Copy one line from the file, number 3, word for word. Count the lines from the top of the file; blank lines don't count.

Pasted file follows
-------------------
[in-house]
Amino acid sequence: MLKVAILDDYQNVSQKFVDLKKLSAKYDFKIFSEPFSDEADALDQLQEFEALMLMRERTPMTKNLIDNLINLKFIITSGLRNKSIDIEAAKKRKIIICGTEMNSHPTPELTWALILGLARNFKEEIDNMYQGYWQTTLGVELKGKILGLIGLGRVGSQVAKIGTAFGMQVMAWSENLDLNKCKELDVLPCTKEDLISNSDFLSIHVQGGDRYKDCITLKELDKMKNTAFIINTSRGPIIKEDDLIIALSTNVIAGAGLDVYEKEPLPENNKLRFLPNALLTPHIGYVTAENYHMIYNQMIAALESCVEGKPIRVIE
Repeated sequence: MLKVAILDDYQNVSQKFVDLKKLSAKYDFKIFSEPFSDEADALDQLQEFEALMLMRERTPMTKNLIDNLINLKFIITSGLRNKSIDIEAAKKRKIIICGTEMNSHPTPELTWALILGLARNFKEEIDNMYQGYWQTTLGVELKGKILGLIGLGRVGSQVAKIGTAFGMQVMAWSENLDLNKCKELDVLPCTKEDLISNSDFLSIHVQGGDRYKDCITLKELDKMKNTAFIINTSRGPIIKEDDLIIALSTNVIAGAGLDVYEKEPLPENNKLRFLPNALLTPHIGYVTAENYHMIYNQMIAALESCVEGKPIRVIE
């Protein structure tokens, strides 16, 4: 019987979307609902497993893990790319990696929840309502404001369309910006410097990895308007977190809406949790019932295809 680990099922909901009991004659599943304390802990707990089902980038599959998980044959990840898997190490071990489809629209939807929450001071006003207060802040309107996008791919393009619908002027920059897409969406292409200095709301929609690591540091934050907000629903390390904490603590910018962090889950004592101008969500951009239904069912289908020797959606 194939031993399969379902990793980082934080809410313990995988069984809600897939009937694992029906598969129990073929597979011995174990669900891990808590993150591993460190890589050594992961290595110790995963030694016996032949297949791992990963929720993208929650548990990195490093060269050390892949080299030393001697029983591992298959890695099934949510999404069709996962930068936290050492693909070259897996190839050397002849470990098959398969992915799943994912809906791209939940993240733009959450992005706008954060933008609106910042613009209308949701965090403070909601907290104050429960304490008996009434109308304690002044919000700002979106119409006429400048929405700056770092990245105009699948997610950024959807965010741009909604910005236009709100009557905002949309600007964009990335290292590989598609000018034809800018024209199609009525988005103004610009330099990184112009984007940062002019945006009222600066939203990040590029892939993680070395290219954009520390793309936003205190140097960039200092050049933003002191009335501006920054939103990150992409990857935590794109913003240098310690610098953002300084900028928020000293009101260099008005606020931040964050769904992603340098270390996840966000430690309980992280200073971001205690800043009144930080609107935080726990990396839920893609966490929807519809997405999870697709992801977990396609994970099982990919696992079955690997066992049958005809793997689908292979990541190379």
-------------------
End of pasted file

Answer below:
Repeated sequence: MLKVAILDDYQNVSQKFVDLKKLSAKYDFKIFSEPFSDEADALDQLQEFEALMLMRERTPMTKNLIDNLINLKFIITSGLRNKSIDIEAAKKRKIIICGTEMNSHPTPELTWALILGLARNFKEEIDNMYQGYWQTTLGVELKGKILGLIGLGRVGSQVAKIGTAFGMQVMAWSENLDLNKCKELDVLPCTKEDLISNSDFLSIHVQGGDRYKDCITLKELDKMKNTAFIINTSRGPIIKEDDLIIALSTNVIAGAGLDVYEKEPLPENNKLRFLPNALLTPHIGYVTAENYHMIYNQMIAALESCVEGKPIRVIE